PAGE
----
Last updated: May 22, 2024

Mortgage Products

Home equity loan closing costs & fees

Woman researching the cost of a home equity loan

Have you already done your homework and found a home equity loan with a great interest rate? If so, congratulations!

But beyond obtaining an attractive rate, do you have a handle on what your full cost of borrowing might be? This could include closing costs and appraisal fees you may have to pay to get the loan.

“The expertise of licensed appraisers, attorneys, title agents and other support staff could be needed during this time,” says Rob Cook, vice president of Marketing for Discover® Home Loans, which is why some home equity loans also carry fees and closing costs. If you’re not aware of all aspects of your loan, you may find yourself paying a lot more than you anticipated.

The key takeaway here is that not every loan is created equal and closing costs and fees vary by lender. Before signing on the dotted line, look at the types of fees you could be paying—in addition to interest.

Understanding your upfront closing costs

Closing costs vary but they’re typically between 2 percent and 5 percent of your loan amount. Some lenders may waive the fees or pay for a portion of them. Here are some common closing costs you should know about.

Appraisal fee

A home appraisal determines your loan-to-value (LTV) ratio to figure out how much you can borrow. This fee varies depending on if you need a full appraisal, a drive-by appraisal, a desk appraisal where the lender uses existing data, or an automated valuation model (AVM) that’s a statistical determination of home value. Appraisal fees can vary depending on the location, property, and type of appraisal.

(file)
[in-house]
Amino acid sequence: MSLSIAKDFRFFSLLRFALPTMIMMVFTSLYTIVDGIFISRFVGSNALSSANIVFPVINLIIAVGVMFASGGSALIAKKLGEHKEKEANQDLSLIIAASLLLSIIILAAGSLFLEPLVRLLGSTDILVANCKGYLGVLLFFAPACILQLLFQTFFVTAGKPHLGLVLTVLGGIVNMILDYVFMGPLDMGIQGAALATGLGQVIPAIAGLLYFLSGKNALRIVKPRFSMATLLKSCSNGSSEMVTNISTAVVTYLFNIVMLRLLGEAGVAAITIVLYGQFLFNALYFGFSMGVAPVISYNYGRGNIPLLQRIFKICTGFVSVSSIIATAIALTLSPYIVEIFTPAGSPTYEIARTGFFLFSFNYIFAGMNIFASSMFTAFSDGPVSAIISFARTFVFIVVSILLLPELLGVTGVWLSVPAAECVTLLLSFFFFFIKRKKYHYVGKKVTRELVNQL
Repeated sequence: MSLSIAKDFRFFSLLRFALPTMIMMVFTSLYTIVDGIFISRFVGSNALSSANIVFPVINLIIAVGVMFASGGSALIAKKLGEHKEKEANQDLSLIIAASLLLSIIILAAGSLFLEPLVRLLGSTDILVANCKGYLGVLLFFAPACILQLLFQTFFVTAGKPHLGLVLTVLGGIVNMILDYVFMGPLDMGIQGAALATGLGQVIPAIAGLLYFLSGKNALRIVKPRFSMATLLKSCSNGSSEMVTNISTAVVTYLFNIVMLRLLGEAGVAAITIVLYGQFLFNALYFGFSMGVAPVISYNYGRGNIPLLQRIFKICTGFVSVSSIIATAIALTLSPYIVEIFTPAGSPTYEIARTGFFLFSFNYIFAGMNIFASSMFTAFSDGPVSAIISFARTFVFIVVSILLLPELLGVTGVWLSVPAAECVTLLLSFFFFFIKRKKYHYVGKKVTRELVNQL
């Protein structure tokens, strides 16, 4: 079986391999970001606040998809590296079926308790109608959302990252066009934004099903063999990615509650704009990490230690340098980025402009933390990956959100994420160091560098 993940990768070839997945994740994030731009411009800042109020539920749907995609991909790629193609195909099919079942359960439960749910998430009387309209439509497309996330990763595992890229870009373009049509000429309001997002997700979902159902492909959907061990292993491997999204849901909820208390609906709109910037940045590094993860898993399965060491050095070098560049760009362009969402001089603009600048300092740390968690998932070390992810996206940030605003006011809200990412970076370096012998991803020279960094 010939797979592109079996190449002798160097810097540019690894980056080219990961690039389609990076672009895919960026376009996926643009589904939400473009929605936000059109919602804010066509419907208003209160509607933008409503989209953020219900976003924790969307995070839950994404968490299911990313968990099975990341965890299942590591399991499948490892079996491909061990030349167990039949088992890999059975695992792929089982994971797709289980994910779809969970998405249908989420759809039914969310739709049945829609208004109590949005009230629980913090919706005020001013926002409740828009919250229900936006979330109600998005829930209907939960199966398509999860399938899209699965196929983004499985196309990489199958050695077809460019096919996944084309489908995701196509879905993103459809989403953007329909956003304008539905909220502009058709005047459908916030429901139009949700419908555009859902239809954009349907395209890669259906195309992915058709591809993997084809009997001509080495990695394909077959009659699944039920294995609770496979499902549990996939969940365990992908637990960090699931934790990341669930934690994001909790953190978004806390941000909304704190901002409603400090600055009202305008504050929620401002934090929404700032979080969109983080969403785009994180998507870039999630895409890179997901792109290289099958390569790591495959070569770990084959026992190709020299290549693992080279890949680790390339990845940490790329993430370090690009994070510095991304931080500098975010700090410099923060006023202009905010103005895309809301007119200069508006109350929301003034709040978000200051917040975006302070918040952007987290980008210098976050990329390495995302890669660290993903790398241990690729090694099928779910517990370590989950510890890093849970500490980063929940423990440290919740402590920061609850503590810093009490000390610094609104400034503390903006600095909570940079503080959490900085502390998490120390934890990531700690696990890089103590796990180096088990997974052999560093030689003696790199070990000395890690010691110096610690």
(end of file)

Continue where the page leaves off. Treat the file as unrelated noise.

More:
Origination fee

Some lenders may charge you a fee to apply for a home equity loan, also known as an origination fee. Some will charge you a flat dollar amount upfront or a percentage of the loan amount and roll it into the cost of the loan thus increasing the annual percentage rate (APR).

These fees typically range a lot between different lenders. Some lenders may charge an application fee in addition to or instead of an origination fee.

Document preparation fees

Your lender may ask you to pay them a fee for preparing documents related to your loan. This could involve lawyers or notaries who will verify the paperwork.

Credit report fee

Lenders check your creditworthiness using credit reporting companies. Looking at your credit history and score will determine if you qualify for a home equity loan and for how much.

Title search fee

This search confirms for the lender that you own your property. It also offers other information, such as if there are any liens or taxes owed.

Closing thoughts: Comparing lenders for your home equity loan application

Closing fees can significantly add to the overall cost of your home equity loan. Even if you find a loan with the lowest APR, paying for closing costs could mean that you haven’t found a good deal. Looking for ways to reduce these costs may be best. You may want to try to find loans with no fees or closing costs, take advantage of lender discounts and/or only borrow what you need. And be sure to do a side-by-side comparison of loan features for the loans you are considering.

Most closing costs can’t be waived so keep that in mind when shopping around and be realistic about your budget, so you are able to make on-time payments each month. Doing so could mean saving hundreds or thousands of dollars throughout the life of your home equity loan.

Discover Home Loans offers home equity loans and mortgage refinances with no appraisal or origination fees and no cash due at closing. 

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